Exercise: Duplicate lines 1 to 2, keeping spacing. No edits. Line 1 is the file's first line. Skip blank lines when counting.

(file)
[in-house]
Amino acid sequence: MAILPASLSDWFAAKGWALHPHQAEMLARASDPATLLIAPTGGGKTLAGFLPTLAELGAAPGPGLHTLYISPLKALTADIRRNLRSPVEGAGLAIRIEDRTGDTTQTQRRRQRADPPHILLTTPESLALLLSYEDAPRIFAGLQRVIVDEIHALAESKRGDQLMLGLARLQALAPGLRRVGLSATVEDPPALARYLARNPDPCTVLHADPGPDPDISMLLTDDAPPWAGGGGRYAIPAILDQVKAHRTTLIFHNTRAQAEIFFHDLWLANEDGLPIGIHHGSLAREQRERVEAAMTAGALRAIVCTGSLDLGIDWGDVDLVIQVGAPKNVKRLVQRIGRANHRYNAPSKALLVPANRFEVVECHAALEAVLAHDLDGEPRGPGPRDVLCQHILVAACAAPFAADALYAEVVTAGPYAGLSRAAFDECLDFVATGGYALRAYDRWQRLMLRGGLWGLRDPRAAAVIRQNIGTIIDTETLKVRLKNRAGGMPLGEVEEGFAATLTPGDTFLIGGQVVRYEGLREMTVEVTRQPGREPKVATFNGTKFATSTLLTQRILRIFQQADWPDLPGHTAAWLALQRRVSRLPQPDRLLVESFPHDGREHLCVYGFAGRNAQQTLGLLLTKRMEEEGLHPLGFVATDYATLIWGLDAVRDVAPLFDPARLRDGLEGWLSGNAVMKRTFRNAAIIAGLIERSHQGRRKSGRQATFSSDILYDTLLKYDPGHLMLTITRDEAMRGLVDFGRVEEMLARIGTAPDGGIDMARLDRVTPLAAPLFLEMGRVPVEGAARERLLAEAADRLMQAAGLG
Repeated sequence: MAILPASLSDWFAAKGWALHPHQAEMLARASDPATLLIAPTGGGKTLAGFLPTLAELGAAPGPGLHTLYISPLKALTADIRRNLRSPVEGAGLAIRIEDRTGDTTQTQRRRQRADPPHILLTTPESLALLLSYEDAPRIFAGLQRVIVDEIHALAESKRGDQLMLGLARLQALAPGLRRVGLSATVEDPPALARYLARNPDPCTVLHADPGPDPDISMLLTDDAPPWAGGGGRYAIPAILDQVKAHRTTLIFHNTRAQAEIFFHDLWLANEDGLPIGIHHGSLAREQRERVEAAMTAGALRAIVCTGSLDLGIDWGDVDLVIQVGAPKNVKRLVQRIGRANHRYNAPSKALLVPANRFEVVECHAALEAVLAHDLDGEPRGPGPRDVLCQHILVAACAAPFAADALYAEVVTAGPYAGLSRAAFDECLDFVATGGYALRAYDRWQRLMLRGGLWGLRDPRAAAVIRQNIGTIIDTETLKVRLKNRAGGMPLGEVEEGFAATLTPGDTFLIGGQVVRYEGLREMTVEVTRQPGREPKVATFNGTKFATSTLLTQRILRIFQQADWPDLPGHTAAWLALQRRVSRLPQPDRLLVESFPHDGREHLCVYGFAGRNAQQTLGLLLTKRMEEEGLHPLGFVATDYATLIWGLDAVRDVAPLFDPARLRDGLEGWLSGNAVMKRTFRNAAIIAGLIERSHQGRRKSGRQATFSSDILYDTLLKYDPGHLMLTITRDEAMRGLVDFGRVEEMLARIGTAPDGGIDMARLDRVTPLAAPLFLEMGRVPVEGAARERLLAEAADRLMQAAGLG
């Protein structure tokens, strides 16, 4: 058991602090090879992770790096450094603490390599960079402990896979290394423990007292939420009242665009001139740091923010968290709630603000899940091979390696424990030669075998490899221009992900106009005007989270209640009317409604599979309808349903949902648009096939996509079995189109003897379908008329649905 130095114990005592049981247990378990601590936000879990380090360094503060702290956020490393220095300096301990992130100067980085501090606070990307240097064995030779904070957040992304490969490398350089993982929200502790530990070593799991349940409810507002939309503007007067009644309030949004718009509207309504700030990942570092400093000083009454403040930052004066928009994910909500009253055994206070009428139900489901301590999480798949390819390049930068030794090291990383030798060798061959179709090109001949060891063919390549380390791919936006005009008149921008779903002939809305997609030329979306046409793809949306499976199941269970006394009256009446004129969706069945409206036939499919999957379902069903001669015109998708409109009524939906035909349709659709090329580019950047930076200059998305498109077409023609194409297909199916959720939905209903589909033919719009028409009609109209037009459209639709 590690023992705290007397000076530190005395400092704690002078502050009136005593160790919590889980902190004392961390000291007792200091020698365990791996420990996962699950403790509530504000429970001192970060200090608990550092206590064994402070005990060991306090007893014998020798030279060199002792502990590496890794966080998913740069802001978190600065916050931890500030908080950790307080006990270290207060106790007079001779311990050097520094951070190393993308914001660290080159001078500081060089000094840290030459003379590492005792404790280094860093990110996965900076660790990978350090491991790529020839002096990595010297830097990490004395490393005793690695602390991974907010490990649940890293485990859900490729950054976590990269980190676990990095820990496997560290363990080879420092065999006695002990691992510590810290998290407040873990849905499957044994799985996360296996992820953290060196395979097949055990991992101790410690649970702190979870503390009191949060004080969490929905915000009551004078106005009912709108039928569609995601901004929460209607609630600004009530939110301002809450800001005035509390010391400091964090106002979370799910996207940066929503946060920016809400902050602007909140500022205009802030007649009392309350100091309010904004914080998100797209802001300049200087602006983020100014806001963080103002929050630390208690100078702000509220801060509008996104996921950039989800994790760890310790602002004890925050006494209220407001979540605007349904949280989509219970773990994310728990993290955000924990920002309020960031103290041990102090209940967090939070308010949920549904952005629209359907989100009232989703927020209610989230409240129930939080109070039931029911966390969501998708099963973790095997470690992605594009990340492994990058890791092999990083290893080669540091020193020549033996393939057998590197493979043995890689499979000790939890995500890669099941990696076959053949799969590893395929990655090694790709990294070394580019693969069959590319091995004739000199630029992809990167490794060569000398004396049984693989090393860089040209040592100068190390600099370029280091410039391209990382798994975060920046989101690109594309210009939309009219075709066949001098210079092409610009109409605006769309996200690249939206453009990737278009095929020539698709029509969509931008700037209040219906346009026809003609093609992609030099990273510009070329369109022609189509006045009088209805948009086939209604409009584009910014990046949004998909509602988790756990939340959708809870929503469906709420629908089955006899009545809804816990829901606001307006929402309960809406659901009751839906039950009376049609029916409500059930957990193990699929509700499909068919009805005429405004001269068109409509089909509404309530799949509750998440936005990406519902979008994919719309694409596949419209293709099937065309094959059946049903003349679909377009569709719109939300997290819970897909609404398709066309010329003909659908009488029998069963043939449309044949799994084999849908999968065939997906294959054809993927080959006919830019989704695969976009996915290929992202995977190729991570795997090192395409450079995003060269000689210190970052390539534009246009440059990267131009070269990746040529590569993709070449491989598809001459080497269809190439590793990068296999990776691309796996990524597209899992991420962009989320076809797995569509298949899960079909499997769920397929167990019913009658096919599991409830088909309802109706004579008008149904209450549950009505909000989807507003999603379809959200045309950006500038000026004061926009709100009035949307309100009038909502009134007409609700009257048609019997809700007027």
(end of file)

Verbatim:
[in-house]
Amino acid sequence: MAILPASLSDWFAAKGWALHPHQAEMLARASDPATLLIAPTGGGKTLAGFLPTLAELGAAPGPGLHTLYISPLKALTADIRRNLRSPVEGAGLAIRIEDRTGDTTQTQRRRQRADPPHILLTTPESLALLLSYEDAPRIFAGLQRVIVDEIHALAESKRGDQLMLGLARLQALAPGLRRVGLSATVEDPPALARYLARNPDPCTVLHADPGPDPDISMLLTDDAPPWAGGGGRYAIPAILDQVKAHRTTLIFHNTRAQAEIFFHDLWLANEDGLPIGIHHGSLAREQRERVEAAMTAGALRAIVCTGSLDLGIDWGDVDLVIQVGAPKNVKRLVQRIGRANHRYNAPSKALLVPANRFEVVECHAALEAVLAHDLDGEPRGPGPRDVLCQHILVAACAAPFAADALYAEVVTAGPYAGLSRAAFDECLDFVATGGYALRAYDRWQRLMLRGGLWGLRDPRAAAVIRQNIGTIIDTETLKVRLKNRAGGMPLGEVEEGFAATLTPGDTFLIGGQVVRYEGLREMTVEVTRQPGREPKVATFNGTKFATSTLLTQRILRIFQQADWPDLPGHTAAWLALQRRVSRLPQPDRLLVESFPHDGREHLCVYGFAGRNAQQTLGLLLTKRMEEEGLHPLGFVATDYATLIWGLDAVRDVAPLFDPARLRDGLEGWLSGNAVMKRTFRNAAIIAGLIERSHQGRRKSGRQATFSSDILYDTLLKYDPGHLMLTITRDEAMRGLVDFGRVEEMLARIGTAPDGGIDMARLDRVTPLAAPLFLEMGRVPVEGAARERLLAEAADRLMQAAGLG